National Identity Crisis and Thainess - IVSubmitted by editor1 on Wed, 02/03/2016 - 09:32
This essay does not advocate support of coups. It does support more study of coups and the various international conditions that exist when coups are effected. Society needs to gain a more objective overview to understand the coup phenomenon more accurately and not automatically dismiss the sociopolitical realities that exist at the time coups are planned or effected. "The fault is not within the stars but within ourselves..."
From Defacto Absolute to Prima Facie – A Thainess Travelogue
Thai history, Thai culture, Thai society, Thai laws…Thainess itself…have all been tightly intertwined with the military since the inception of prima facie governance based on temporary constitutions created by a democratic coup. This thinking piece does not just play the Devil’s Advocate but posits the suggestion that a less-negative appreciation – not necessarily agreement – regarding Thailand’s longtime military dominated culture can be reached with some sort of prerequisite background in the subject area of democratic coups – why they exist, whether they ever serve their purpose…and why they persist. Or are they simply, as freedom advocates as a whole view - hostis humani generis?
Around the world over centuries, indeed millennia of declarations of independence, announcements of national reconciliation, and violent or non-violent coups…these announcements have almost all been affiliated with some reference to a national charter, a constitution, a fixed nominally permanent formal representation of the rights of the people and the power of the government, delineating who would govern, how, and where the common man ‘fits in,’ often with some obfuscation over rights vs. obligations.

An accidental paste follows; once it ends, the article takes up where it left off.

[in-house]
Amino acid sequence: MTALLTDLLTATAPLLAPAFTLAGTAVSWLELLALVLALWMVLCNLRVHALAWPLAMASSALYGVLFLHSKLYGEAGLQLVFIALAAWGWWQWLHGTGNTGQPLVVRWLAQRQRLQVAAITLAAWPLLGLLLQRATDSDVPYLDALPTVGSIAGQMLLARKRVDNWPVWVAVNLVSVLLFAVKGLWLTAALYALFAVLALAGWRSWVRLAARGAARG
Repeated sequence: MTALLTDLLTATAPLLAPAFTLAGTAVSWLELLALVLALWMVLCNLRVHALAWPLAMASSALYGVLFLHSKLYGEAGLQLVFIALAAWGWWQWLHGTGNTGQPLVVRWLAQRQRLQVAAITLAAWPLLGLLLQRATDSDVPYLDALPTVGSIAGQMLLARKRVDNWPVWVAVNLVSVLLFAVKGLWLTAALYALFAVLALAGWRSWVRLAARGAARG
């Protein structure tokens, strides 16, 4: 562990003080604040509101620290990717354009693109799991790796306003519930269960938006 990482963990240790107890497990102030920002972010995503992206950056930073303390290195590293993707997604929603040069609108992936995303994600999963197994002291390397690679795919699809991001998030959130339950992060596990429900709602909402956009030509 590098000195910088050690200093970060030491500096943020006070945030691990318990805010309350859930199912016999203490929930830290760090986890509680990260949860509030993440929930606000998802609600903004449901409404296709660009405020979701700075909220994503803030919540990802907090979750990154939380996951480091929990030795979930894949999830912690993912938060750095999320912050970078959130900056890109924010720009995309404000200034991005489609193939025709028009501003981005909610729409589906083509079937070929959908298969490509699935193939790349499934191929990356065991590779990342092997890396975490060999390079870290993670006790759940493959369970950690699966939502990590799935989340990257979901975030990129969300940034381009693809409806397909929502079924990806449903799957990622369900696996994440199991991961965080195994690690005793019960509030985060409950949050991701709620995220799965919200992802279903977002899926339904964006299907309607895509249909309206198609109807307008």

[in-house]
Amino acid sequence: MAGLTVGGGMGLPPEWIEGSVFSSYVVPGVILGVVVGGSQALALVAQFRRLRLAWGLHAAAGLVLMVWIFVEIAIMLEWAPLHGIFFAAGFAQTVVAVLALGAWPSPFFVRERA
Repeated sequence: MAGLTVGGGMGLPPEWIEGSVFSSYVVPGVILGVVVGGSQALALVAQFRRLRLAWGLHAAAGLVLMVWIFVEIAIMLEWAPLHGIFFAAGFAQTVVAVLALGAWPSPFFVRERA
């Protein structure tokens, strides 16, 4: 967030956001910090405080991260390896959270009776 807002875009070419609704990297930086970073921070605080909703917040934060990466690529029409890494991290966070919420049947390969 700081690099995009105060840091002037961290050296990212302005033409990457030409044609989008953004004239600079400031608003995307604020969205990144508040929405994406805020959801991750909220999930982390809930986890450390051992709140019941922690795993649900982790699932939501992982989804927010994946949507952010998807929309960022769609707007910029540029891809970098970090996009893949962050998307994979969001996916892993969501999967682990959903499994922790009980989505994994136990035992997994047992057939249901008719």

The historical record is cliché in a sense because of seemingly incessant political repetitions from one country to another, one continent to the next, repetitions where constitutions are undermined by internal rot and violations of protections, and accompanied by denial of these violations. But as Raúl Benítez Manaut comments in his Latin America-focused work, Identity Crisis: The Military in Changing Times “Today, as a general rule, the military doesn't become involved in politics if a civilian government is able to maintain stability. Yet the military is inclined to intervene when police and security forces cannot quell protests in civil society. In such a situation, the military may act in two ways: at the behest of civilian authorities (for instance, in the form of an autogolpe [self-coup], such as in Peru in 1992 and Guatemala this year), or on their own. In Guatemala, the autogolpe failed, and in a sui generis solution, the army respected the Constitution and promoted a political outcome that safeguarded democracy.” In Thailand, there were at least two autogolpes; on October 20, 1958 by Sarit Thanarat, and on November 18, 1971 by Thanom Kittikachorn. Given Thailand’s 2016 contemporary military rule, it is perhaps timely to contemplate upon the post-coup words of Thanat Khoman who was Sarit’s spokesperson to the international community. Said he, “the fundamental cause of our political instability in the past lies in the sudden transplantation of alien institutions onto our soil without careful preparation, and more particularly, without proper regard to the circumstances that prevail in our homeland, the nature and characteristics of our own people – in a word, the genius of our race – with the result that their functioning has been haphazard and ever chaotic. If we look at our national history, we can see very well that this country works better and prospers under an authority – not a tyrannical authority, but a unifying authority, around which all elements of the nation can rally.” The noble cause principle, then, has clearly been at the corps of Thai coups for more than half a century. The actual nobility contained, however, has been the subject of conjecture and reasonable, academic or public, discussion of its true merits inhibited.